(This event is not hosted by TSG. Nicholeen Peck will be a guest speaker.) September 24-25, 2021
Posted by Monica Pond on September 20, 2021
Many parents of teen- or pre-teen-aged youth are confused about whether teenage rebellion is an attitude problem or whether the child is displaying healthy independence. When attitude problems seem like rebellion, parents wonder if rebellion is natural or simply a modern social construct that societies now think is developmentally normal.Rebellion is as old as the story of man. Who can forget the violent Old Testament story of Cain rebelling against God and killing his own brother Abel? Surely, rolling eyes and ignoring parents isn’t as serious as killing a person. Yet, it is still rebellion against the proper order of things and the self-evident roles instituted for training the rising generations. Teaching cannot be effectively done by parents if rebellion leads a family to relationship dysfunction.Family GovernmentThe most basic government structure is the family government. In the family an order is supposed to exist that maintains the parents’ roles as …
Posted by Monica Pond on March 6, 2019
The political climate is pretty hot right now! Threats, scandals, verbal attacks, social unrest, corruption, and control tactics are all part of the current political scene. People are preparing for the worst no matter what the United States election turns out like. What preparations are the most effective? Preparing your own heart to be calm and focused on truth is the best way to prepare. Having self-government during times of political drama is what principled people do to stay calm. However, to have self-government a person must plan ahead. Lessons Learned From The Last Presidential Election Following the election four years ago, angry rioters took to the streets destroying property and making cities unsafe. Some US cities became hotbeds of hate; much like people are fearing might happen this election. When I was at the United Nations in March of 2017, people even protested me, blocked hallways, …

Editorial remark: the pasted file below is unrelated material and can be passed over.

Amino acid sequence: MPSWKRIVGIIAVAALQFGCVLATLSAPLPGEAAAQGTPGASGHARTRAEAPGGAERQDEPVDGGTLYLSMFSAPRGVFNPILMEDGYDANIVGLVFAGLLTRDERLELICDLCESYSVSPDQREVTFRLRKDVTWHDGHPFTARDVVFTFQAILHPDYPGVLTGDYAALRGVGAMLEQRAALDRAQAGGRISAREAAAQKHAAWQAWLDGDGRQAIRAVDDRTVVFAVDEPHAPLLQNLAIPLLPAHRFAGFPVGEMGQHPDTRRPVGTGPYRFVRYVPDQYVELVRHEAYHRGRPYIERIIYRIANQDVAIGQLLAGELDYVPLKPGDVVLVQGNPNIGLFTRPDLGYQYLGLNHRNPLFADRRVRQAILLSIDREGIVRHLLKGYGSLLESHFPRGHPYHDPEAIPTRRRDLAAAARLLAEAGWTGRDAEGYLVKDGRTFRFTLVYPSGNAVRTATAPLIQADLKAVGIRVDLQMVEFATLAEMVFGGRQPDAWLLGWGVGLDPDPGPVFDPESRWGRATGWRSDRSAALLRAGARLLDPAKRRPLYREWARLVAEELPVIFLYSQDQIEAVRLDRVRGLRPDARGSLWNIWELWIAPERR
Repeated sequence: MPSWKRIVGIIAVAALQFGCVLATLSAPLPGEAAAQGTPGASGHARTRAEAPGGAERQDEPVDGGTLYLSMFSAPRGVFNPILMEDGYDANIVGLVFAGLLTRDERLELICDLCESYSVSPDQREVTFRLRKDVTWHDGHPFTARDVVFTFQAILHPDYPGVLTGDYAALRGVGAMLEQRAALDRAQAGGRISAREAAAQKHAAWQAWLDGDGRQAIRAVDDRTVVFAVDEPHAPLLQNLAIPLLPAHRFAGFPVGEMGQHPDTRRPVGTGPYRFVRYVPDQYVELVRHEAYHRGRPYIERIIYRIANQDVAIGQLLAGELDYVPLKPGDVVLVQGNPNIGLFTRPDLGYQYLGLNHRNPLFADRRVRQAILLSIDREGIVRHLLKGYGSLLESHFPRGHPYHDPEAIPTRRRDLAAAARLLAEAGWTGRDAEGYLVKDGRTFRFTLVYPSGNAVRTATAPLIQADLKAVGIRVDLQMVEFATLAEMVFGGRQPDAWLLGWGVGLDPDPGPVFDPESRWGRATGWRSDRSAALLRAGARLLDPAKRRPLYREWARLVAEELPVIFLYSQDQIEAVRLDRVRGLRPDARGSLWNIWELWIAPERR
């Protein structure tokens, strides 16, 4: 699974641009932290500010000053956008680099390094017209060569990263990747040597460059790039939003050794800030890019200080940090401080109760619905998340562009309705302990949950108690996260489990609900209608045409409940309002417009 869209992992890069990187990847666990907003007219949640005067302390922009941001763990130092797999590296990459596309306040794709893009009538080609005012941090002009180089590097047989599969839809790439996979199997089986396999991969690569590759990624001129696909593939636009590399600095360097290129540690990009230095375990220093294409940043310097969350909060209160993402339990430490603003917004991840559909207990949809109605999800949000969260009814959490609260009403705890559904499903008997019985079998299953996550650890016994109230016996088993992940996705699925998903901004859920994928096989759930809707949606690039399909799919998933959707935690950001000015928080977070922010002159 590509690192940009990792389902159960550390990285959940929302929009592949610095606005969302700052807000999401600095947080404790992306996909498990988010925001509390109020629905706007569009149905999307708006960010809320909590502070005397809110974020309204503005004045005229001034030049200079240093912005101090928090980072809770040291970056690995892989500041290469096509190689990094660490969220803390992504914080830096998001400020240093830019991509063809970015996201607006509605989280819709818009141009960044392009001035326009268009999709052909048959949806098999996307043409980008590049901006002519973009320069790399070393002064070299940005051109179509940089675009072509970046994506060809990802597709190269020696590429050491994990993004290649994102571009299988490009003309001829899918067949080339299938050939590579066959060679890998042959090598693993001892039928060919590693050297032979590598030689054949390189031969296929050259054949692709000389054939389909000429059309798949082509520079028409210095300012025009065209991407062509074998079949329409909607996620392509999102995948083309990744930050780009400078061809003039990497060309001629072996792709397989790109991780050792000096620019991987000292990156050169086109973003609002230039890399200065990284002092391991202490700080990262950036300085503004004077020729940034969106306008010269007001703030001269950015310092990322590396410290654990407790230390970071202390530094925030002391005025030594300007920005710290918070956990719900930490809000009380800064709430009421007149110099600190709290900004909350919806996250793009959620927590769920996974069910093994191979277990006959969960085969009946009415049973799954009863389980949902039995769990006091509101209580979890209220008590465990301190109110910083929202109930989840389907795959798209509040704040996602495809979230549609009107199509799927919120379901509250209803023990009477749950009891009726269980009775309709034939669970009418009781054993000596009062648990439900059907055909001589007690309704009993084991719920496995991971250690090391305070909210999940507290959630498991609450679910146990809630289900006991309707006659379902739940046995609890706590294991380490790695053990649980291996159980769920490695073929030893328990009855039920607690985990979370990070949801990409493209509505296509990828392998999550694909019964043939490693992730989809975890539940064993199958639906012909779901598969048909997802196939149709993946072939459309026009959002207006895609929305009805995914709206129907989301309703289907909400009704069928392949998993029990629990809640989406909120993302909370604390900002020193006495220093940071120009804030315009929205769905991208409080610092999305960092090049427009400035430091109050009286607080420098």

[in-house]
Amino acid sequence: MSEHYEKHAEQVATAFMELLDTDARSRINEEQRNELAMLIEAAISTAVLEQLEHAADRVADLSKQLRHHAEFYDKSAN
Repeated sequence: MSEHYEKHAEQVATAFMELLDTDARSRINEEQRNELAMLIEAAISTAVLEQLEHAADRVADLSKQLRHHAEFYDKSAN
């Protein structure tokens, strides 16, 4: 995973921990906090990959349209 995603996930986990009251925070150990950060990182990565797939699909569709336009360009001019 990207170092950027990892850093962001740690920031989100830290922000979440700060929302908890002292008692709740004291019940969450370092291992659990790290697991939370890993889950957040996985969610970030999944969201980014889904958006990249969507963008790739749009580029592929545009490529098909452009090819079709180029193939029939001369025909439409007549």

Posted by Monica Pond on November 2, 2020
This Thanksgiving Day is dedicated to feeling and expressing gratitude for our blessings. Are you grateful for who you are and the roles you have? Two Mothers Two mothers, Tina and Katy, are watching the ball game of their oldest sons. Their boys play for the same team. Each mother has other children busily running around on the sidelines as well. Each mother attempts to support her ball-playing son by watching all his plays on the field, while also trying to keep her other children from causing any problems for onlookers or officials. Tina’s 5-year-old daughter walks up to her 6-year-old son and says something. The son punches his sister. She whines to Mom to get her attention. Immediately, the son whines to Mom as well. Each are crying that the other did something mean to them. Tina ignores the situation and hopes it will go away so that she …
Posted by Monica Pond on November 20, 2018
Have you ever completely lost control of yourself and you weren’t exactly sure why? This can happen to anyone. This usually means that you’ve been triggered in some way. There’s so much talk about emotional triggers nowadays that triggers are turning into common excuses for poor behavior. Could it be that we might sometimes be interpreting bad triggers as good and good triggers as bad? Triggers can be used for good or bad. If you understand how your feelings impact your thoughts and actions you can train yourself to use those pesky negative triggers as triggers for good thoughts and behavior instead of bad. Even calmness can be positively triggered by what used to be a bad trigger, if the person has properly replaced the bad trigger with a good one. That’s what this article’s all about. Understanding Triggers Everyone has triggers, not just people with anxiety or trauma-filled pasts. …
Posted by Monica Pond on September 7, 2020